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Powell Nudges Mideast Leaders

The secretary of State is upbeat as he manages to win small concessions and 'sufficient goodwill' to move on a plan for Israeli-Palestinian peace.

May 12, 2003|Robin Wright | Times Staff Writer

JERICHO, West Bank — Secretary of State Colin L. Powell pried some small symbolic moves and promises from Israel and the Palestinians on Sunday but failed to make much headway in the U.S. bid to launch a new Middle East peace process.

Powell tried to appear upbeat as he concluded the first leg of a weeklong tour of the Mideast and Europe, which included meetings with Israeli Prime Minister Ariel Sharon and new Palestinian Prime Minister Mahmoud Abbas. Abbas' confirmation as prime minister at the end of April paved the way for the release of the new U.S.-backed "road map" for peace in the region.

Powell said late Sunday that the two sides had demonstrated "sufficient goodwill to get started" on the road map.

But Israeli and Palestinian officials said the prospects for further momentum behind the plan -- the most ambitious such blueprint since last-ditch mediation by the Clinton administration before it left office -- appeared slim at the end of Powell's diplomatic blitz.

The officials said any hope for progress would have to focus on a visit to the White House by Sharon scheduled for May 20.

After Powell held talks with Sharon in Jerusalem on Sunday, Israeli authorities said they had opened checkpoints to Palestinian workers for the first time since the Passover holiday nearly a month ago, in what a Defense Ministry spokeswoman called a "gesture of trust toward Palestinians." The move could apply to as many as 25,000 Palestinians who have special permits to work in Israel, of the roughly 3 million living in the West Bank and Gaza Strip.

Israel also released 63 Palestinians in administrative detention, and Defense Ministry spokeswoman Shiry Eden said that 140 more would be released today. Most were detained for sneaking into Israel without a permit, however, and many were just weeks away from being released. U.S. officials also noted that roughly 1,100 Palestinians are detainees and at least 5,000 more are in Israeli jails.

In turn, Abbas told Powell during later talks in Jericho that he planned a two-step approach to ending Palestinian violence. According to U.S. and Palestinian officials, the prime minister, also known as Abu Mazen, said that the first step would be to attempt negotiations with militants and that the effort would be followed by a crackdown on extremists if they did not comply.

Still, the two sides' pledges fell short of the expectations of any of the parties involved, including the United States.

The Palestinians charged that Sharon's failure during Powell's visit to formally accept the road map -- or even to utter the words "road map" at a joint news conference with the secretary -- signaled a lack of will.

"There is no clear Israeli commitment, which is more than disappointing. Having no good news to report is going to create a horrible situation for us that will undermine Abu Mazen very much," Palestinian Foreign Minister Nabil Shaath said in an interview.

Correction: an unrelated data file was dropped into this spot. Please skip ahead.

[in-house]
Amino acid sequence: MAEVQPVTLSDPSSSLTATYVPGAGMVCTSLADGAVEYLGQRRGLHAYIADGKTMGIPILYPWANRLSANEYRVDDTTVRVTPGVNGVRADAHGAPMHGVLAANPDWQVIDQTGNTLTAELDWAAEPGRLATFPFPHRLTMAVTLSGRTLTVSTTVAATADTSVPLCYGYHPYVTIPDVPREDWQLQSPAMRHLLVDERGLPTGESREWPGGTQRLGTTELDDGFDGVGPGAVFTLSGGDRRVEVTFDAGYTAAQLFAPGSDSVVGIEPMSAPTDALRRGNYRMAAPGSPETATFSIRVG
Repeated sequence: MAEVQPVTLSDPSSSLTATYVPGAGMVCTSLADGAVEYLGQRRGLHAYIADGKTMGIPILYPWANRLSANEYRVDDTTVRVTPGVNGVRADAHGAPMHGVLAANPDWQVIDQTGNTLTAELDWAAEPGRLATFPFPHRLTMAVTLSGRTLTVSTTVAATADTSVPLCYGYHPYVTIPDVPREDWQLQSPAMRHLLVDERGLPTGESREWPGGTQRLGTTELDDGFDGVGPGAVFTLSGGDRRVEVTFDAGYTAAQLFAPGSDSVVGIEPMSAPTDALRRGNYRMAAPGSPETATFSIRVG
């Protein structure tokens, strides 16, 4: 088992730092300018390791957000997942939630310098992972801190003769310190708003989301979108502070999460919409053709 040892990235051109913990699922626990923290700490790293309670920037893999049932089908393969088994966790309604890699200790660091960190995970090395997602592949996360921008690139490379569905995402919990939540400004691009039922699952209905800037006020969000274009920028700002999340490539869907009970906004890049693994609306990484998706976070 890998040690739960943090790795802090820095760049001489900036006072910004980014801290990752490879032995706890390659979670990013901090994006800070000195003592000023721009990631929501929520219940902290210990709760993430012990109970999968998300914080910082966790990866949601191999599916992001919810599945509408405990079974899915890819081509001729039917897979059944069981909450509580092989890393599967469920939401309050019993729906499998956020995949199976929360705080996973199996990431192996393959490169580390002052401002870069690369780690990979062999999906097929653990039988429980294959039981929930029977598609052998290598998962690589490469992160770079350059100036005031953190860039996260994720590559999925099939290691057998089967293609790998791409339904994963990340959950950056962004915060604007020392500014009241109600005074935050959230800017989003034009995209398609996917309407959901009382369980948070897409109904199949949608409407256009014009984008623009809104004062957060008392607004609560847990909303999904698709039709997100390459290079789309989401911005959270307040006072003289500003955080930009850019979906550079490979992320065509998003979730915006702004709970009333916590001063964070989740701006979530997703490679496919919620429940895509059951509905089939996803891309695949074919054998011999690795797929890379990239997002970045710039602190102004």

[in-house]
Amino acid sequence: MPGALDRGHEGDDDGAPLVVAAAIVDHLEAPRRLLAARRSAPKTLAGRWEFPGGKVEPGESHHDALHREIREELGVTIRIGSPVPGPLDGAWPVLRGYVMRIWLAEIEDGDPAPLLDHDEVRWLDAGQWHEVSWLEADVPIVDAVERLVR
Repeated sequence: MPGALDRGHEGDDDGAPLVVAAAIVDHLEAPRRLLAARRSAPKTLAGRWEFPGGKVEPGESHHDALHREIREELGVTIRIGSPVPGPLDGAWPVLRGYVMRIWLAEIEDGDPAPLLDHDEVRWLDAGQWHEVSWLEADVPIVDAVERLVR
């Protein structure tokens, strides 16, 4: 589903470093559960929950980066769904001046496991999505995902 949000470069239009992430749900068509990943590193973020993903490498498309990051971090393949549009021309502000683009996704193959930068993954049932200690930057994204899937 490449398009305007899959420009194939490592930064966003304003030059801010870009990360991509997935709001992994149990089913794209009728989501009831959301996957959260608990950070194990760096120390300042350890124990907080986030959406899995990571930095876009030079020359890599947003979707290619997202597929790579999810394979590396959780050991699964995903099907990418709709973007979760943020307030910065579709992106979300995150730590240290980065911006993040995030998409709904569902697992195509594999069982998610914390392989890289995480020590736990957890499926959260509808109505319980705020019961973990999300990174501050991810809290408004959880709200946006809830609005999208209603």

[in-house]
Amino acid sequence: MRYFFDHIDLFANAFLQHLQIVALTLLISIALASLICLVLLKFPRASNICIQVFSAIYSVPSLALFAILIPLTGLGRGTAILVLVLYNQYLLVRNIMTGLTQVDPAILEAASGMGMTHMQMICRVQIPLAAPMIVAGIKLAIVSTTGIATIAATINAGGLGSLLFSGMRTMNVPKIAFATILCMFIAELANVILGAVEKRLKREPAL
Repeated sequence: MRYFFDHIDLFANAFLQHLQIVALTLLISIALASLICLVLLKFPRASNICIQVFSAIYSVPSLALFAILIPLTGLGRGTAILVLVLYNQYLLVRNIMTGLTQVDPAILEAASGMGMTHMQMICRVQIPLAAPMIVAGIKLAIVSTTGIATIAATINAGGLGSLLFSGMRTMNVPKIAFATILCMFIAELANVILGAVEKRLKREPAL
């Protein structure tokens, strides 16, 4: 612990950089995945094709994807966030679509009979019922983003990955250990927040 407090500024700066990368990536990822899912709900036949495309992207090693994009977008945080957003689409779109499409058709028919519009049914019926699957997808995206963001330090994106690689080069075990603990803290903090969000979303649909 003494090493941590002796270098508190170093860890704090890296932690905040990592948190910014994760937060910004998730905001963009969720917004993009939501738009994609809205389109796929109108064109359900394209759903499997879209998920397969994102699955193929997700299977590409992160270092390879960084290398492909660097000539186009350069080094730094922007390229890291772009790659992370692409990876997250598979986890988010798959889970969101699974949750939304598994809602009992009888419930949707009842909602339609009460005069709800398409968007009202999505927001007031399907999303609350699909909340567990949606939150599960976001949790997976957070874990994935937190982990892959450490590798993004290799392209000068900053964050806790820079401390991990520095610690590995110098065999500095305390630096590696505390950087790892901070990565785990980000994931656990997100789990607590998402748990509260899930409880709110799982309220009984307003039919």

The Israeli moves also included neither action nor promises on key steps proposed in the road map, including an end to targeted killings of Palestinians, to the demolition of Palestinian homes and to illegal Jewish settlements and "outposts," Shaath said.

"Israel has really undermined Powell by not taking any real action or showing any real willingness to act on the road map. If Powell had known this was going to happen, he might not have wanted to come in the first place," Shaath said.

Israel, for its part, warned that the Palestinian failure to promise to dismantle and disarm extremist groups, including Hamas, Islamic Jihad and the Al Aqsa Martyrs Brigade, would prevent major concessions by the Jewish state. Negotiations for a cease-fire by militants are not enough, even if the Palestinians have a backup plan in the event of continuing attacks, officials said.

"A genuine war against terror by the Palestinians, imposing real efforts to prevent terror, is the key to progress in the political process. Quiet and security for the Israeli people will lead to Israeli measures that will create a new and better reality for the Palestinian population," Sharon said at his news conference with Powell.

Indeed, Hamas boasted Sunday that Abbas would have no success disarming militant and Islamic groups.

"He is unable to disarm, and nobody will accept [moves to] disarm," Hamas spokesman Mahmoud Zahar told Israel Radio.

Powell told Israeli television, however, that he was "impressed" with the Palestinian prime minister's commitment to ending the attacks and suicide bombings that have killed more than 730 Israelis over the last 31 months.

"He knows it cannot just be a temporary thing," Powell said. "I am convinced that he will take the message to the Palestinian people and then as he gathers authority and strength he will deal with these kinds of organizations."

More than 2,000 Palestinians have been killed during the same period.

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